A while ago, in a paper published by cognitive neuroscientist Richard Cook from the UCL Department of Cognitive, Perceptual, and Brain Science, players of the game rock-paper-scissors subconsciously copied each other’s hand gestures causing it to substantially increase the chance of ending the game in a draw.
To explore the prospect of the role of imitation, the researchers created two conditions under which 45 recruited participants played the game of rock-paper-scissors. In the first condition, both players were blindfolded. In the second, one player was blindfolded and the other was not. They even raised the stakes by adding a financial incentive to encourage the players to aim to win and avoid drawing.
Interestingly enough, in the first condition (blind-blind) one-third of games ended in a draw, exactly as chance would predict. However, in the second condition (blind-sighted), the number of games that ended in draw was significantly higher than one-third. The explanation that would make sense here would be that the sighted player was almost involuntarily copying the gestures of the blindfolded one – even when it was not in their interest to do so. In conclusion, the researchers suggested that we are frequently exposed to situations where seeing an action accurately predicts performing the same action, and vice versa.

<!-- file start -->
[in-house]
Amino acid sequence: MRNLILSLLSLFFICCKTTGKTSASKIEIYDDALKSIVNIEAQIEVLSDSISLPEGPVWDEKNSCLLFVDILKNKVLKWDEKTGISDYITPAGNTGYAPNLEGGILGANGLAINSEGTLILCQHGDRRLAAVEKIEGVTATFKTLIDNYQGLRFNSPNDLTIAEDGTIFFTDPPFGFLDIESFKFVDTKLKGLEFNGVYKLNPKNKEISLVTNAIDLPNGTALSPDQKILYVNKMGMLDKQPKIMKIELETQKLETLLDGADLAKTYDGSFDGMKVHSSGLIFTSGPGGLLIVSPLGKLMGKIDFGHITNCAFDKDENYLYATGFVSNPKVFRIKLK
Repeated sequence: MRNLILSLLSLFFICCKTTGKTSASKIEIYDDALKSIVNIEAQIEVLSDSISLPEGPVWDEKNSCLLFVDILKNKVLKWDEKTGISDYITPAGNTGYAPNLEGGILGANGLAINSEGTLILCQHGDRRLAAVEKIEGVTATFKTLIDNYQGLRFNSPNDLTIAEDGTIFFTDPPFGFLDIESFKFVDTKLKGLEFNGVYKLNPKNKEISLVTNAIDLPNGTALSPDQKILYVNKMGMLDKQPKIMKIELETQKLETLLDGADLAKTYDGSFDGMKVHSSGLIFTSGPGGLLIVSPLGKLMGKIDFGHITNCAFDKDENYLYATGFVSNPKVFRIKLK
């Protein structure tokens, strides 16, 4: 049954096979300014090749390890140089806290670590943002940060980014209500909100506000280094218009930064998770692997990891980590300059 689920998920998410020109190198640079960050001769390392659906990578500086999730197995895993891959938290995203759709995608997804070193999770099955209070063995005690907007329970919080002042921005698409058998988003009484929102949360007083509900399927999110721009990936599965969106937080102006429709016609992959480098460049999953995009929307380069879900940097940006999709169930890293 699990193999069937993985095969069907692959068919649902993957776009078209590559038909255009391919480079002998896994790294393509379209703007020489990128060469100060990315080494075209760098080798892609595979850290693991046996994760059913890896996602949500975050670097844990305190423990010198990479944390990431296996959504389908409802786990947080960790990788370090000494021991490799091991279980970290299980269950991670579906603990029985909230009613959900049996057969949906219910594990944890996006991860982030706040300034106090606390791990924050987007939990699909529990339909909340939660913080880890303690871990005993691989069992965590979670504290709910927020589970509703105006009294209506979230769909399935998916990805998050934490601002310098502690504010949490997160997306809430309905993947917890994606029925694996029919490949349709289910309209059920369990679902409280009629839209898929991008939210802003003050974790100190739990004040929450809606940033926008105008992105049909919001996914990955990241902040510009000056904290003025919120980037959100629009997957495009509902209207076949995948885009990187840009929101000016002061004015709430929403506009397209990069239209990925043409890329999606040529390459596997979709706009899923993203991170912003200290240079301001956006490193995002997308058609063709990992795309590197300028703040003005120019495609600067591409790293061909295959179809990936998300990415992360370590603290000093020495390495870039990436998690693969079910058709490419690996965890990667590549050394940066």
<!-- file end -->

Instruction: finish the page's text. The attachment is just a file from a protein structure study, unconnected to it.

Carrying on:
For students in a learning environment such as school, it is then fair to say that they learn and imitate their fellow students and teachers subconsciously. If and when they find themselves getting distracted, falling behind, or unable to follow teacher’s instructions, students can get caught up and fill the gaps between knowing and execution by simply imitating their peers.
However, in order to imitate one must be attentive, engaged, and observant. There are several developmental disabilities such as Attention Deficit Hyperactivity Disorder (ADHD), Dyslexia, or
Anxiety Disorder that impair one’s ability to attend to information and monitor observational learning. These students tend to miss out on learning by imitating “desirable behaviors” such as
stop talking as soon as the teacher begins teaching, turn in homework by watching others do the same, or controlling misbehaviors after seeing others get reprimanded. Executive dysfunction
caused by developmental disabilities prevents the student from understanding the advantage of engaging in that opportunity to observe, imitate, and learn.